Is there a connection between mothering and publishing?
Yes! Early on there was a positive correlation, on the side of publishing. Every time a baby popped out a book did too. It only happened twice, as there were just two babies--but it looked like a trend.
Then the correlation, er, shifted. My first year without a contract was 2001, the year I home-schooled my daughter to save her sparkle from the bullies. At the start of September that year, I called my agent and pushed back the appointment in New York we'd set for September 11th. That appointment was never rescheduled. While this was a setback career-wise, it was an advantage for child-rearing: it's pretty hard to fulfill two full-time career obligations at once. One thing I know for certain: it's not about quality time with children, it's about quantity time. I was blessed with just two priceless and fragile lives to nurture, whereas on the other hand, "Of making many books there is no end." (Ecclesiastes.)
Some mischievous force often seemed to present direct choices between mothering and career. In the early years of my series my agent came to Colorado for a conference. It was the exact weekend my daughter received a surprise invitation to the National Ski Team qualifying weekend at Breckenridge. Anguished, I consulted our older and wiser Brother of the Quill Jim Hester, the father of three grown sons, about which to choose. He said, "I've never known anyone who regretted choosing family over career." Another year I was asked by Dartmouth to give an alumni seminar on my own work. I was thrilled until I realized it was the exact week our daughter would compete in the bagpiping World Championships in Edinburgh. Fortunately, by then I knew which was the better choice. Jim was right: I have no regrets.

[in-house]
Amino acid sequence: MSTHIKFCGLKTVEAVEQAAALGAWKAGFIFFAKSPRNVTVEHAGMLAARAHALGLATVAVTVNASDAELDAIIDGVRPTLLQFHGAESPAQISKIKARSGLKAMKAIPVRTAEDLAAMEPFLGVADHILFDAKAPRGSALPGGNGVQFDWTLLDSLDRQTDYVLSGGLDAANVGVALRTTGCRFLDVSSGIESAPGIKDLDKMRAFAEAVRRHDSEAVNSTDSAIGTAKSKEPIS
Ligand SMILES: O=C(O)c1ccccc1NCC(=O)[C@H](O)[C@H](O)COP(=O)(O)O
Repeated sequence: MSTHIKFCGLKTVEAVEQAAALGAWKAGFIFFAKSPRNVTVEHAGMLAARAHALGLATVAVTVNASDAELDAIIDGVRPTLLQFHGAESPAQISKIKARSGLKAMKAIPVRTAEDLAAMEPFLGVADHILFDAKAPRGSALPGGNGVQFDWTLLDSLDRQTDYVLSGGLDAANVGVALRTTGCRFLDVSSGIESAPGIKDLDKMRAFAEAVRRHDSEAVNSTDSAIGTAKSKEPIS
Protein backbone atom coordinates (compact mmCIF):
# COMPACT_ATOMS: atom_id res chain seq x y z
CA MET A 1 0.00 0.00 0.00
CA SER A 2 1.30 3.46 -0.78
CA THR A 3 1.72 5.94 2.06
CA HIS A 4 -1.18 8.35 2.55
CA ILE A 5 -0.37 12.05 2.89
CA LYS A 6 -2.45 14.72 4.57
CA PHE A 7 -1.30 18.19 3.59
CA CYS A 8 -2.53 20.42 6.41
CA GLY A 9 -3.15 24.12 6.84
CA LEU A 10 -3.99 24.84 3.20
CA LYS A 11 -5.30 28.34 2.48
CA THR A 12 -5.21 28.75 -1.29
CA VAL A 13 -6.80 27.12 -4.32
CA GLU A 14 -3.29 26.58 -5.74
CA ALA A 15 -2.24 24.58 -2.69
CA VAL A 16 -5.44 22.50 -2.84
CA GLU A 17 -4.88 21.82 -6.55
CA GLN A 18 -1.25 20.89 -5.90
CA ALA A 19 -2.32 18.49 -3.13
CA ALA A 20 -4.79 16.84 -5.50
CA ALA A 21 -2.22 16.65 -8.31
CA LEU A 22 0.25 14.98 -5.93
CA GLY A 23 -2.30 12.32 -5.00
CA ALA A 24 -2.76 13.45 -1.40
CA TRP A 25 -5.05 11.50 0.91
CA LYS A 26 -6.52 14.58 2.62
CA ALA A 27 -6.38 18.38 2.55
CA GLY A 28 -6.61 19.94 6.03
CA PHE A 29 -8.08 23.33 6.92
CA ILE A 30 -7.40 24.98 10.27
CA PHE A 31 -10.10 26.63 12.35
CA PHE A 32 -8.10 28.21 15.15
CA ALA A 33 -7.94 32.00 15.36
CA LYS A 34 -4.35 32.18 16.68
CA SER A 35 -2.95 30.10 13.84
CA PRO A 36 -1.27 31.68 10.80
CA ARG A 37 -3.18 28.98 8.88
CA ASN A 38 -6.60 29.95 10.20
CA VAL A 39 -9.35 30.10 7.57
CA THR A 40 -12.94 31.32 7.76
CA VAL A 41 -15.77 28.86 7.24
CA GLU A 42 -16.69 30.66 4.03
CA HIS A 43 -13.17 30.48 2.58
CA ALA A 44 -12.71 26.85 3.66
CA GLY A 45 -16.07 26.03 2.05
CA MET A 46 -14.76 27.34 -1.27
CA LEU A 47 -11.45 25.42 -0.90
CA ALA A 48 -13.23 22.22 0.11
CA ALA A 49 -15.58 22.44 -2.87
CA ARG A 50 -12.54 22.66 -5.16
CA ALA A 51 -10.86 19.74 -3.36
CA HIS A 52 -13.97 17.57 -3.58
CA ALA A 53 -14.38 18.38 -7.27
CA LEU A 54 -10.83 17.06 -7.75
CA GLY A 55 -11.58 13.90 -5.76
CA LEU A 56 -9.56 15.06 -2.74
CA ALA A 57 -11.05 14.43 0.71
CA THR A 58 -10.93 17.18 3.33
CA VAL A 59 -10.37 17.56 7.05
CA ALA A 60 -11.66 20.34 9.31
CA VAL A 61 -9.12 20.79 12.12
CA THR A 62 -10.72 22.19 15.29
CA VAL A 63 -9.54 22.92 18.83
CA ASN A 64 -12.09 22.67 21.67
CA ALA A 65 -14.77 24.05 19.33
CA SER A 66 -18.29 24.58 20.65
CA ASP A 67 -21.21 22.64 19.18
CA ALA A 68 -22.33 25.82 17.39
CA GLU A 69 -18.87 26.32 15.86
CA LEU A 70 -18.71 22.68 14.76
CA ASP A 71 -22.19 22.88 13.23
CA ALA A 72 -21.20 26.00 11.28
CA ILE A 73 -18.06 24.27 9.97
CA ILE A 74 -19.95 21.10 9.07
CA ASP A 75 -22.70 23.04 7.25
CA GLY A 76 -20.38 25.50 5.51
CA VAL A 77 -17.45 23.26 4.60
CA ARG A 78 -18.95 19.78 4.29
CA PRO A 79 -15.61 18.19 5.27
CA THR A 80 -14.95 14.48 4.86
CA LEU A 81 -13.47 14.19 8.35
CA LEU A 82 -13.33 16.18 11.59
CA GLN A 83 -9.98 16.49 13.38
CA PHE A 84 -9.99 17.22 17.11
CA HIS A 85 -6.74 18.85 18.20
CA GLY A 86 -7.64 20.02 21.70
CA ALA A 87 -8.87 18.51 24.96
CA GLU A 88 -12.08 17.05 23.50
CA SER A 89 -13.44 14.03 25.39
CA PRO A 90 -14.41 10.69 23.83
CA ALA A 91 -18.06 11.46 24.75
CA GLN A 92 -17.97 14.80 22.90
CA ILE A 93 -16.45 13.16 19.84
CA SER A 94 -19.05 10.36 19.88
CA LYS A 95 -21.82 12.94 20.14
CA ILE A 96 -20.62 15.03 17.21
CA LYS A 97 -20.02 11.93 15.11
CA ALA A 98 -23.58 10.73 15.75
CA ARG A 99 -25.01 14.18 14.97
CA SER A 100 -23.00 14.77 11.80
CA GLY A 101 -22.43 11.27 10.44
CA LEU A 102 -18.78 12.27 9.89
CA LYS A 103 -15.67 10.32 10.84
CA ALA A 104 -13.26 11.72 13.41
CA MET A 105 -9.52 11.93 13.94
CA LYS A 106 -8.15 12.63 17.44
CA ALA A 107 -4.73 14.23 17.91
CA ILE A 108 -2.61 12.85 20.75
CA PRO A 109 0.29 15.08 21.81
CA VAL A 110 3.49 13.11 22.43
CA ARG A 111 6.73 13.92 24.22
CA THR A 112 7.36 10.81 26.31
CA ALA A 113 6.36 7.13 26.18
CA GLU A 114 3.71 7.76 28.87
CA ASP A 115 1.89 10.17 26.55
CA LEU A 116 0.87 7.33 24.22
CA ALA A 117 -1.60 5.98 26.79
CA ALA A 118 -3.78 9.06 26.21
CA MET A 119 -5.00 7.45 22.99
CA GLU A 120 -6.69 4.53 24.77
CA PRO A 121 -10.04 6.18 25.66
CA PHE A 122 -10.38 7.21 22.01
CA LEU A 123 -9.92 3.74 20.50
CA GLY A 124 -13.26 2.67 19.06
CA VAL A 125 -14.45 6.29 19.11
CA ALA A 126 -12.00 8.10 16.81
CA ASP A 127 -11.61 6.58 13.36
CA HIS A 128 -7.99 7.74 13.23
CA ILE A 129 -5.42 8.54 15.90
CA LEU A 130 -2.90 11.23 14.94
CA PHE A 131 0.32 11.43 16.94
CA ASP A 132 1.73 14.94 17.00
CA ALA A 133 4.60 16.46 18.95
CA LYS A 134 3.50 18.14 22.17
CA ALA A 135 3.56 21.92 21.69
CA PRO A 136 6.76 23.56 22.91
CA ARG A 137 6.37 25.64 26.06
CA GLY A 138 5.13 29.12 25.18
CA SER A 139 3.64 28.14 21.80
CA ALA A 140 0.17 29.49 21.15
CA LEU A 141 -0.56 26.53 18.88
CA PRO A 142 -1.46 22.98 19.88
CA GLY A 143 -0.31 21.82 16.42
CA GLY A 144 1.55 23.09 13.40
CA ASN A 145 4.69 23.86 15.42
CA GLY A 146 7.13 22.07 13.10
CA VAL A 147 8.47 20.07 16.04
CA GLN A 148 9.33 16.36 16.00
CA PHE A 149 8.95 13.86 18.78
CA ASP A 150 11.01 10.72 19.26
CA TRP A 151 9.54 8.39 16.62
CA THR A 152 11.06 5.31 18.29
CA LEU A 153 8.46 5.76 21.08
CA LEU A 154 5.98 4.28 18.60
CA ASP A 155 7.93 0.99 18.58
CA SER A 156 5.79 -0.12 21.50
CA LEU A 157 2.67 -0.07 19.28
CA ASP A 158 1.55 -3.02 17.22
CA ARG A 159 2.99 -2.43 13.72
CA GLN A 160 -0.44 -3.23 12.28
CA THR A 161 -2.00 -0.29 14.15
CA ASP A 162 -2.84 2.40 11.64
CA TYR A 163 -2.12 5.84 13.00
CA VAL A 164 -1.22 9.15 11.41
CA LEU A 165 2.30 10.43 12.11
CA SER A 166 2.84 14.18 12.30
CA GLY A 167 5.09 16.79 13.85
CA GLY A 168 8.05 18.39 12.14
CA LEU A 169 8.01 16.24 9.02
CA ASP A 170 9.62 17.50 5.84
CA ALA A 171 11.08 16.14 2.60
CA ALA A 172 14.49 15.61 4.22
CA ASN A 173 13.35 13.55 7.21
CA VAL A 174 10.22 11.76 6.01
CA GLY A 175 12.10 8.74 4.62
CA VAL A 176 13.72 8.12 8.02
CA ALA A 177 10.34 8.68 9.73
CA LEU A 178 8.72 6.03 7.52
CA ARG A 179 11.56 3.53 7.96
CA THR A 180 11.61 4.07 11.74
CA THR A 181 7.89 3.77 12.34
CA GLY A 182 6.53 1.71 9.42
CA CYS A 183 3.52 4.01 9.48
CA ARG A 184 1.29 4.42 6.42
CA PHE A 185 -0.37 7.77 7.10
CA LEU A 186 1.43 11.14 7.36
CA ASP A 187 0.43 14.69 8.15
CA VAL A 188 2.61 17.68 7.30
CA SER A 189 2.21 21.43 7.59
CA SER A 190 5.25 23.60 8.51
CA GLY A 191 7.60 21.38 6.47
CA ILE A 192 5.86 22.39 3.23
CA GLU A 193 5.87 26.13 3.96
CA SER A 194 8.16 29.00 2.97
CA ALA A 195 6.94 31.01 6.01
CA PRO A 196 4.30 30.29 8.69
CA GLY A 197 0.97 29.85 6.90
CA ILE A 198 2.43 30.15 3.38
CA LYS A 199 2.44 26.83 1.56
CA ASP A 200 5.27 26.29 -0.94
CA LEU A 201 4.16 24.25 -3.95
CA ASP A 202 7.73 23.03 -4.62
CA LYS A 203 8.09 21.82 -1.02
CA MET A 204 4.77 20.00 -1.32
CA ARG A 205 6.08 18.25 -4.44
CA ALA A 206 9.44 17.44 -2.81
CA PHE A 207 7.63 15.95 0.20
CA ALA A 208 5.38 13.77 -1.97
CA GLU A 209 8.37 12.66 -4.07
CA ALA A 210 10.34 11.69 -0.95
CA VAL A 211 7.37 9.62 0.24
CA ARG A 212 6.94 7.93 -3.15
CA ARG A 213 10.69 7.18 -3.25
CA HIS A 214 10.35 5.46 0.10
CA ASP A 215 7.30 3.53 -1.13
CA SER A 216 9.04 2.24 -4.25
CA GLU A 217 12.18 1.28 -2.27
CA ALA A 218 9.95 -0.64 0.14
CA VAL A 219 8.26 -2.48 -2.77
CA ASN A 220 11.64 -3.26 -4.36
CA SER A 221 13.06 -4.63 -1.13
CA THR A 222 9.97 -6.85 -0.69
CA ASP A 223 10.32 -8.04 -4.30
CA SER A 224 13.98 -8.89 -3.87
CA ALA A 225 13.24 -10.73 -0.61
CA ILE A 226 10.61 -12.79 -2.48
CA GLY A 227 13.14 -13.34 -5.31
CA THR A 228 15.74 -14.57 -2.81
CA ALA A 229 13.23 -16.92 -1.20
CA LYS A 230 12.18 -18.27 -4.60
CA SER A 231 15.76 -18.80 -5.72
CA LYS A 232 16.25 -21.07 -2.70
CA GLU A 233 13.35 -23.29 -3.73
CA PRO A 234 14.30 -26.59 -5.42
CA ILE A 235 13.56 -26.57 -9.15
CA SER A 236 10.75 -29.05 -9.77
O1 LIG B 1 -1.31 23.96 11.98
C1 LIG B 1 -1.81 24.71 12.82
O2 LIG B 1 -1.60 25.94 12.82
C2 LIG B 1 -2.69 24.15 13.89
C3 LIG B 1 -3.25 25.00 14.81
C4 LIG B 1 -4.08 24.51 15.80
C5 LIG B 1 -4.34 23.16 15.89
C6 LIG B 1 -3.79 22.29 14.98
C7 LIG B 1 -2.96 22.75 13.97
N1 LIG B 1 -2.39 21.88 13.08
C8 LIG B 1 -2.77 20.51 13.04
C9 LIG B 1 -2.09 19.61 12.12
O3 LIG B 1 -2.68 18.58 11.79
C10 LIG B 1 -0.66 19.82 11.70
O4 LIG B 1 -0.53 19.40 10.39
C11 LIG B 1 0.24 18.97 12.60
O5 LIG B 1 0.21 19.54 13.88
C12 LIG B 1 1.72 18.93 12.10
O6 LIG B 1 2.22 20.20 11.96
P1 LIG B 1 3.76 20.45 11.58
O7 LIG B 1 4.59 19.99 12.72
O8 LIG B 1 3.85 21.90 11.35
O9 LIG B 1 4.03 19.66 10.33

Yesterday a feature on Jan Karon in the Wall Street Journal said her hugely successful writing career started at age 50, roughly my age now. My youngest daughter leaves the nest next year; perhaps the correlation will shift again.